- Special Pages
New Delhi: Media reports quoting a former top bureaucrat that the prime minister ignored his note to hike 2G spectrum’s entry fee to Rs36,000 crore was “factually incorrect” and “concocted” and amounted to breach of privilege, the Lok Sabha Secretariat said yesterday.
It also added that the incorrect reports on the bureaucrat’s comments amounted to contempt of the parliamentary committee hearing it.
In a statement issued here, the Lok Sabha Secretariat, under which the Joint Parliamentary Committee (JPC) probing the 2G spectrum allocation functions, said the reports contained statements in quote purported to have been made by former cabinet secretary K M Chandrasekhar before the panel on Thursday.
“It is hereby clarified that what has been reported is factually incorrect and concocted. Chandrasekhar did not make any such statement before the committee during evidence,” the statement said.
The Lok Sabha secretariat also noted that on this part of the evidence during the hearing, JPC chairman P C Chacko had told the press that “he (Chandrasekhar) also informed the committee that a note was written by him on December 4, 2007, to the PM (prime minister) wherein he suggested the possibility of enhancing the licence fee keeping in view factors like increased tele-density, rapid expansion of consumer base, and inflation”.
Chacko also said that Chandrasekhar further informed the committee that “the PM was seeking views from various other ministries/departments on the issue at that point in time” and that the bureaucrat’s note “was in connection with the direction of the PM concerning media reports and various other letters received in the PMO (prime minister’s office)”.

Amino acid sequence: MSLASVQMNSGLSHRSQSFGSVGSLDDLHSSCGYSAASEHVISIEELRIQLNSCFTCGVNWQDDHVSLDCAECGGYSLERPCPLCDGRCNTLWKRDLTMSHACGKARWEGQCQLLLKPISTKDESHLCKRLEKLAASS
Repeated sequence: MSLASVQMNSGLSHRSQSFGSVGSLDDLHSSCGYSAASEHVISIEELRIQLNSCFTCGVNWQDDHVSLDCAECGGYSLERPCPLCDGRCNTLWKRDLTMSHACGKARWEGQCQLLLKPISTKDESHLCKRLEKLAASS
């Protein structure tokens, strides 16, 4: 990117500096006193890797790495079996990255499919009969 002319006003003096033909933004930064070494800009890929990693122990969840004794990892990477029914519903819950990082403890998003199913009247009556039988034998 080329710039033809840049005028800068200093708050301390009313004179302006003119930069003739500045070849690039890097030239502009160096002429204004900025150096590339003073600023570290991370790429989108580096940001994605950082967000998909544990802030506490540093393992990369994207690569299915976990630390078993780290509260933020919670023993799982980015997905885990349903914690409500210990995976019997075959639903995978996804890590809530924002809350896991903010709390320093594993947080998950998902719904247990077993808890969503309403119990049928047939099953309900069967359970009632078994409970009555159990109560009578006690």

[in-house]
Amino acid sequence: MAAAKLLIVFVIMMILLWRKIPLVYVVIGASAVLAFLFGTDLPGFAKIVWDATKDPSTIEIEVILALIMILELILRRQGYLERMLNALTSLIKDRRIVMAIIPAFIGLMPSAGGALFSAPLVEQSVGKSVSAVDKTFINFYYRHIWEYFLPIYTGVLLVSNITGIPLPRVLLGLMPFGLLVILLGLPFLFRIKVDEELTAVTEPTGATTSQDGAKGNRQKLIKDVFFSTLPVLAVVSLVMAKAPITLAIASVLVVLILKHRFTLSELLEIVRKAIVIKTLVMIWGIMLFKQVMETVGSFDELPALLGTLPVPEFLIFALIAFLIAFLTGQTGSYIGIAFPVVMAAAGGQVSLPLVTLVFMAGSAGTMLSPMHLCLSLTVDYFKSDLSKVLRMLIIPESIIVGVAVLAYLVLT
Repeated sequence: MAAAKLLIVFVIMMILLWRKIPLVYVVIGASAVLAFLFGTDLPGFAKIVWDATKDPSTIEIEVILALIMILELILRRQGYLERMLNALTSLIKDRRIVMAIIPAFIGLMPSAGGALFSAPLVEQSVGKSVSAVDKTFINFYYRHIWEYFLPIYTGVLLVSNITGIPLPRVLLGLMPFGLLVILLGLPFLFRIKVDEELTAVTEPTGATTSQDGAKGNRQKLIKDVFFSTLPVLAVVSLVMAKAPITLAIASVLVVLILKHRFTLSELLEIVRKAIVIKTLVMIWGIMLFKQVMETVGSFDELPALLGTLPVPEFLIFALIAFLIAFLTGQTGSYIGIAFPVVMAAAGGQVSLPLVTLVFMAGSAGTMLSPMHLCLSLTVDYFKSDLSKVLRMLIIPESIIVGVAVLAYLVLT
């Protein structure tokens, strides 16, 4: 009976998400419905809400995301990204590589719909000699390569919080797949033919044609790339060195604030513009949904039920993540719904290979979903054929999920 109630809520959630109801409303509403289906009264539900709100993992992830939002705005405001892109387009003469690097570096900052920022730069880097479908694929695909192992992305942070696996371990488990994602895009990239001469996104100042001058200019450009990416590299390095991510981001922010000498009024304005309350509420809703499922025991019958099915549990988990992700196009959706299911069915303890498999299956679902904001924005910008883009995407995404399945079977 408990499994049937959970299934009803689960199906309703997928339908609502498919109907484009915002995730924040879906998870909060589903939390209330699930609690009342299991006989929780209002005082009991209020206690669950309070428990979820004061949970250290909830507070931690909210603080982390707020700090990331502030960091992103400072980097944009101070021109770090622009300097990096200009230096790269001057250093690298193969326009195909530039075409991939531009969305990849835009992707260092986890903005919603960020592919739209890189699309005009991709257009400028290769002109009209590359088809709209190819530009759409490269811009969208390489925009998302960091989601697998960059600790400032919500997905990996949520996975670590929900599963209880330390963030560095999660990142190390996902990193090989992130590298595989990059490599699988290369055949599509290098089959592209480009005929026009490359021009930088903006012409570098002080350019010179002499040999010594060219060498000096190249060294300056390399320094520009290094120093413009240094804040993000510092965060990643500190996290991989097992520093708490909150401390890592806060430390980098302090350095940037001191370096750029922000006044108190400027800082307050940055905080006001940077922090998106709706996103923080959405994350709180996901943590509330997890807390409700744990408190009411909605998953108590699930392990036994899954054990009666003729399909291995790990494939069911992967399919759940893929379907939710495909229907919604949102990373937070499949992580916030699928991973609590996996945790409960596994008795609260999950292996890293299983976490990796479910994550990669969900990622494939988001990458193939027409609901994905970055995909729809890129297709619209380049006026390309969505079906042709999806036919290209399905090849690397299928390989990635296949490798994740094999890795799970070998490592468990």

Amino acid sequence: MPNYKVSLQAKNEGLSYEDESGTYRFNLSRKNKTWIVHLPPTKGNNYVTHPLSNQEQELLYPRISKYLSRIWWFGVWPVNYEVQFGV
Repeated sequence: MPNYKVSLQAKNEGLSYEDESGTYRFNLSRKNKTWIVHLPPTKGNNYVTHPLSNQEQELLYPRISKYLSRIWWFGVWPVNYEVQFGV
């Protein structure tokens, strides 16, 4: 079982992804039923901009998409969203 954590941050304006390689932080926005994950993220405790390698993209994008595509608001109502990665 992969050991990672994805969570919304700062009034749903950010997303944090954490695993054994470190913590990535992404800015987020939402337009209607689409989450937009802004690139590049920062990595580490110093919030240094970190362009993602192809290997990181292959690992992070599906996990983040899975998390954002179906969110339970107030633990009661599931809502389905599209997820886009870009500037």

“However, he (bureaucrat) conceded that several other aspects needed to be taken into consideration, including the Trai (Telecom Regulatory Authority of India) reports, before arriving at any conclusion in the matter.” Chacko had said.
In this context, the Lok Sabha Secretariat stated that “premature publication as well as publication of false or distorted report of evidence of a parliamentary committee amounts to a breach of privilege and contempt of the committee and, therefore, of the house”.
Rules and practice strictly prohibit publication of any part of the proceedings or evidence given before or any document presented to a parliamentary committee before such proceedings or evidence or documents have been reported to the house, it said.
The above position was clarified by the committee on privileges of the Lok Sabha in the Sundarayya case.
“It is with a view to keeping the media informed of the progress of examination of the subject by the JPC that the chairman has been briefing the press, giving the broad outline of the business transacted after every sitting of the committee. All reporting by the media relating to the sitting of the JPC is expected to be confined to the press briefing given by the chairman,” the Lok Sabha Secretariat noted.
Meanwhile, the BJP and the CPI yesterday sought a response from Prime Minister Manmohan Singh on why he did not act on the advice.
Bharatiya Janata Party (BJP) spokesperson Ravi Shankar Prasad, responding to the claims of former cabinet secretary K M Chandrasekhar, said questions needed to be answered as to why the prime minister did not respond to the bureaucrat’s letter or take a contrary view and allow allocation of spectrum at a lower price.